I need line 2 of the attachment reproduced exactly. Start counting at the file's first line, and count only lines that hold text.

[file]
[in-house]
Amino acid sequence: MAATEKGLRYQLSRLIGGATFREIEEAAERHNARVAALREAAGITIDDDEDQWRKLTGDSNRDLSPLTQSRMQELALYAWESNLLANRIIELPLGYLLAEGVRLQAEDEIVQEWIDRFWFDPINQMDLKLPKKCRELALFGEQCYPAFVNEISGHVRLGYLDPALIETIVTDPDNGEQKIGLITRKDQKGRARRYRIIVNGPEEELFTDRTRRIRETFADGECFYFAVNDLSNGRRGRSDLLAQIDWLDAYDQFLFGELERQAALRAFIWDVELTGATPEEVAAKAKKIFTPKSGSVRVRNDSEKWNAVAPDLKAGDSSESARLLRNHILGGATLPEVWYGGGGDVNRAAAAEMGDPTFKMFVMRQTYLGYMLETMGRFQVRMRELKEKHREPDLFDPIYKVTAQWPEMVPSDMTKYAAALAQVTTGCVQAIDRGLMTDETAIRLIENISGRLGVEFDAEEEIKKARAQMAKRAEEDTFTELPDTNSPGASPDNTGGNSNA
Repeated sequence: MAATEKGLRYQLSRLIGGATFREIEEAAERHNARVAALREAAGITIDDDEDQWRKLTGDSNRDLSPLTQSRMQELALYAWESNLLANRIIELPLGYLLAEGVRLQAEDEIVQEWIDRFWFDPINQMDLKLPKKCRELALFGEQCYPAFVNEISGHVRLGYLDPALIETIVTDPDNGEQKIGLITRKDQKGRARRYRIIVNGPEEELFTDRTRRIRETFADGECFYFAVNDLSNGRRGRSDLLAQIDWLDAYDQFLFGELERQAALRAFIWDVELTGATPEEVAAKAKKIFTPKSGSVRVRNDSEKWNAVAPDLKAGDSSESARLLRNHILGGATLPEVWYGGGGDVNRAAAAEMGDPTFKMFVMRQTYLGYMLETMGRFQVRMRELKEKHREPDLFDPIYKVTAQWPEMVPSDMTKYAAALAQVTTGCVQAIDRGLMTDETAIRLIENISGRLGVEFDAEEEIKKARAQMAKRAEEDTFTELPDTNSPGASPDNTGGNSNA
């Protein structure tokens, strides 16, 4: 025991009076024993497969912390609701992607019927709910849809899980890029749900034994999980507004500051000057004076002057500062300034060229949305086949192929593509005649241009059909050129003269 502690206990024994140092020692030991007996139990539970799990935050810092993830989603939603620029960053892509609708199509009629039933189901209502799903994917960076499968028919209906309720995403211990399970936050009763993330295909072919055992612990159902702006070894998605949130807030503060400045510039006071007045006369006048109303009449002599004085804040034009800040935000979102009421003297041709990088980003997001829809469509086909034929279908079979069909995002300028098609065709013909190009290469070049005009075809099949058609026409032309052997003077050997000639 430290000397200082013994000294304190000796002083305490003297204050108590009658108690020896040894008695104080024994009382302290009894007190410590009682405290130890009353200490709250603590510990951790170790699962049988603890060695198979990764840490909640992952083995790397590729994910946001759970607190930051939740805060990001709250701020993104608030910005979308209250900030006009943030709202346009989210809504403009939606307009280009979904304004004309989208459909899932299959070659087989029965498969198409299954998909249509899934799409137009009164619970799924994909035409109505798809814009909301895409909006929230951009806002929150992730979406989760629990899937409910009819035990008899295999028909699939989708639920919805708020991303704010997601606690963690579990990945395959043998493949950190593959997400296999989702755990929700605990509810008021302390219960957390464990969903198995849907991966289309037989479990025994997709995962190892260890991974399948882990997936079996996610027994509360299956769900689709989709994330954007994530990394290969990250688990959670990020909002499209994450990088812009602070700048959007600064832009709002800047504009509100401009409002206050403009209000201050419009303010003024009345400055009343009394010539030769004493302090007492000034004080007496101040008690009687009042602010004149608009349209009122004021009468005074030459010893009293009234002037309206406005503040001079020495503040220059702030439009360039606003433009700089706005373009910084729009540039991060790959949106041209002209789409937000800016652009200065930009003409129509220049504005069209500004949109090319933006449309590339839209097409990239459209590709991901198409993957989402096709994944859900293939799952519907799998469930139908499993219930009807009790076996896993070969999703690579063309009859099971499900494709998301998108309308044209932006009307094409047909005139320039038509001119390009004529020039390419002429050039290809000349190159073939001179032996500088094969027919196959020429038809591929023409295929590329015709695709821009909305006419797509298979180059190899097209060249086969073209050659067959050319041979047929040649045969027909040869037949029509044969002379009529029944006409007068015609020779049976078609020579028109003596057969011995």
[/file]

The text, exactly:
Amino acid sequence: MAATEKGLRYQLSRLIGGATFREIEEAAERHNARVAALREAAGITIDDDEDQWRKLTGDSNRDLSPLTQSRMQELALYAWESNLLANRIIELPLGYLLAEGVRLQAEDEIVQEWIDRFWFDPINQMDLKLPKKCRELALFGEQCYPAFVNEISGHVRLGYLDPALIETIVTDPDNGEQKIGLITRKDQKGRARRYRIIVNGPEEELFTDRTRRIRETFADGECFYFAVNDLSNGRRGRSDLLAQIDWLDAYDQFLFGELERQAALRAFIWDVELTGATPEEVAAKAKKIFTPKSGSVRVRNDSEKWNAVAPDLKAGDSSESARLLRNHILGGATLPEVWYGGGGDVNRAAAAEMGDPTFKMFVMRQTYLGYMLETMGRFQVRMRELKEKHREPDLFDPIYKVTAQWPEMVPSDMTKYAAALAQVTTGCVQAIDRGLMTDETAIRLIENISGRLGVEFDAEEEIKKARAQMAKRAEEDTFTELPDTNSPGASPDNTGGNSNA